In every data capture automation project, one of the big criteria on which everyone tends to focus is “what percentage of accuracy will the software provide?”. When even considering a project, it is not uncommon to have very different takes on what that accuracy number should be. 90%? 100%? 80%? – depending on who the stakeholder is, the number can be very different.
The manager of data quality who is tasked with data correction and validation operations would take a 50% reduction with a 10% improvement in accuracy quality. To him or her, this would mean significant cost savings while improving productivity and quality.
To the executive sponsor depending on a slam-dunk project, nothing less than 90% accuracy is acceptable, regardless of what it would take to get there.
But in very few projects will you find the efforts to understand what the current accuracy rates are and what the costs are to achieve those rates. Even fewer projects will have a good grasp of the costs of sending erroneous data downstream to other business processes and applications.
So what’s the answer? Truth. When testing your production system, it is not good enough to just have a strong and representative sample set of documents. You also need to have the actual data recorded describing what should actually be extracted on those sample sets – the actual correct data that would represent 100% accuracy.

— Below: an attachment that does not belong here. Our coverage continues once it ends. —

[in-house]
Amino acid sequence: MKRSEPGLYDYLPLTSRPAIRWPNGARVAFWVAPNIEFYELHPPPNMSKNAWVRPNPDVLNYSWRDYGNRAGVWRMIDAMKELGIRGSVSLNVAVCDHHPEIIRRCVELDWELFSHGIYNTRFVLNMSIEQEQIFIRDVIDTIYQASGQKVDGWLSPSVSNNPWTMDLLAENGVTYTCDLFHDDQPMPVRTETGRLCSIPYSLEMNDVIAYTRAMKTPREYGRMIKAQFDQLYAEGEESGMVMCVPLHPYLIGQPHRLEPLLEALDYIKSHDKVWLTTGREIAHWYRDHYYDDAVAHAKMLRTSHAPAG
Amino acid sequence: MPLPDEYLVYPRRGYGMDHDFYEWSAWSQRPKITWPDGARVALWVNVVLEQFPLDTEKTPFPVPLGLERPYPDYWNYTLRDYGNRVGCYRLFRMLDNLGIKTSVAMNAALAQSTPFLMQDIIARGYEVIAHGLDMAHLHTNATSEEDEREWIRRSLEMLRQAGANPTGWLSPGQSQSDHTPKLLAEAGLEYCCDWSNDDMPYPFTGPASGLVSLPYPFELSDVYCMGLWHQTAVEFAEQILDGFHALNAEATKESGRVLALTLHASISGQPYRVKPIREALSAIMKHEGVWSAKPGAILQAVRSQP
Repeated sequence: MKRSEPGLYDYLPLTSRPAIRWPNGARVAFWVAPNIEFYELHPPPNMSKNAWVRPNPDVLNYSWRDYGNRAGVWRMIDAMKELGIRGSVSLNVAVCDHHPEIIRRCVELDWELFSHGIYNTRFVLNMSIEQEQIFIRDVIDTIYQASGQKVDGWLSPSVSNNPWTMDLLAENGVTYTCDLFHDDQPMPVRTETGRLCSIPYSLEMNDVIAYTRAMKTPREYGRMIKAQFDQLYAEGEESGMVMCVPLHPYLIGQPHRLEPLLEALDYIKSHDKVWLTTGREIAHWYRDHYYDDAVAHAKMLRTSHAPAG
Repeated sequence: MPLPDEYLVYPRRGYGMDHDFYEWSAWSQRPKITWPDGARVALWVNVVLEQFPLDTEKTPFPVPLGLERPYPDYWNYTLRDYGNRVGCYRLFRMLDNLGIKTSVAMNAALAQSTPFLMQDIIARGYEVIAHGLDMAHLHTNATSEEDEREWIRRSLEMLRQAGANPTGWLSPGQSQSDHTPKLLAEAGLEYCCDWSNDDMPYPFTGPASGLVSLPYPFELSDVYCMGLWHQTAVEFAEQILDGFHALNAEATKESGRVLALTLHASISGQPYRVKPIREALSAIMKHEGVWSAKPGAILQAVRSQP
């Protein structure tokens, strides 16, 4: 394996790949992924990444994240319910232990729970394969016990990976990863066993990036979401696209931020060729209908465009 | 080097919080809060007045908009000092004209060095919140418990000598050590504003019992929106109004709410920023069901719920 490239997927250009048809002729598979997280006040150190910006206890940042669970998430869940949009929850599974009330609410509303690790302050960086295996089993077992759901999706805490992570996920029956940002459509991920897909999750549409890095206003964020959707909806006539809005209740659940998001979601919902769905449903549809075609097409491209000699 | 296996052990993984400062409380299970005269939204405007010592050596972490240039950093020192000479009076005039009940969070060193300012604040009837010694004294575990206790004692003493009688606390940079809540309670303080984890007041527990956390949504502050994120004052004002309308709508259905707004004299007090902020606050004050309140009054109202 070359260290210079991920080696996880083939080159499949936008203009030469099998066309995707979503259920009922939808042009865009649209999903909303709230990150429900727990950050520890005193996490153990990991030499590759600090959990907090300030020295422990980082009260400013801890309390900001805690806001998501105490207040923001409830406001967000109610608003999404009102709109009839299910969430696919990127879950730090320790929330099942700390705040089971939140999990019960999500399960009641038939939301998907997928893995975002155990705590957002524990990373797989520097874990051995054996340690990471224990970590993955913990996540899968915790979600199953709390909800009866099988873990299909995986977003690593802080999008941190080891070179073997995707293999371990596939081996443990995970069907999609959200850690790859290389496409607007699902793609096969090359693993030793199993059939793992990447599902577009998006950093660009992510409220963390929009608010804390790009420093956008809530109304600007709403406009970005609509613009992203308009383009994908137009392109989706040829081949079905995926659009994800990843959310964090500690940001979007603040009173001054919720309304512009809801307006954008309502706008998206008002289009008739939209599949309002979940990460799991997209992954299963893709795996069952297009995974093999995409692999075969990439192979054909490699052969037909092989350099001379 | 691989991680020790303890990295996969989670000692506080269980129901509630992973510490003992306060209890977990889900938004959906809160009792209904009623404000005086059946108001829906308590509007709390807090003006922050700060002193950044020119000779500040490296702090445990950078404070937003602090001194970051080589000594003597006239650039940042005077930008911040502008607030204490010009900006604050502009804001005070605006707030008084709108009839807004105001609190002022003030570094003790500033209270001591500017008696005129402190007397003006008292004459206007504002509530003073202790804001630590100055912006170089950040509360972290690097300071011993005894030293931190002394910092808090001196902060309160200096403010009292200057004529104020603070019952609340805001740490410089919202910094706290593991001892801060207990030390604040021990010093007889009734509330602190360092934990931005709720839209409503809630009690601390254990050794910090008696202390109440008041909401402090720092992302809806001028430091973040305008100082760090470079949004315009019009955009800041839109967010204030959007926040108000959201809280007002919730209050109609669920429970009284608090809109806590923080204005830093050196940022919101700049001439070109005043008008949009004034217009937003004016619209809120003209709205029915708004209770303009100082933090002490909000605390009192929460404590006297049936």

In machine learning, this sample set along with the true data is called “truth data”. The most common way to get this truth data is to review each sample document and manually record the actual data.
At Parascript, a fundamental task that is done every time we take on a project is to create this truth data. It takes several staff several days or weeks to review each sample and enter the correct data. But having this information is crucial to tuning our software to meet specific accuracy requirements. Without it, we are blind and there is no way to provide any assurance to our customers.
In projects and even production environments, truth data allows you to objectively measure your system and understand exactly how well it performs. Continuously adding to your samples and truth data allow you to measure your system over time.
Even more important is that you can start to measure your error rates. The costs of sending bad data into other processes can be small or it could be enormous – but you won’t know the truth until you have “the truth”.
Next time, we’ll cover how you can go about collecting samples and truth data, and use them to plan your project or tune your production system.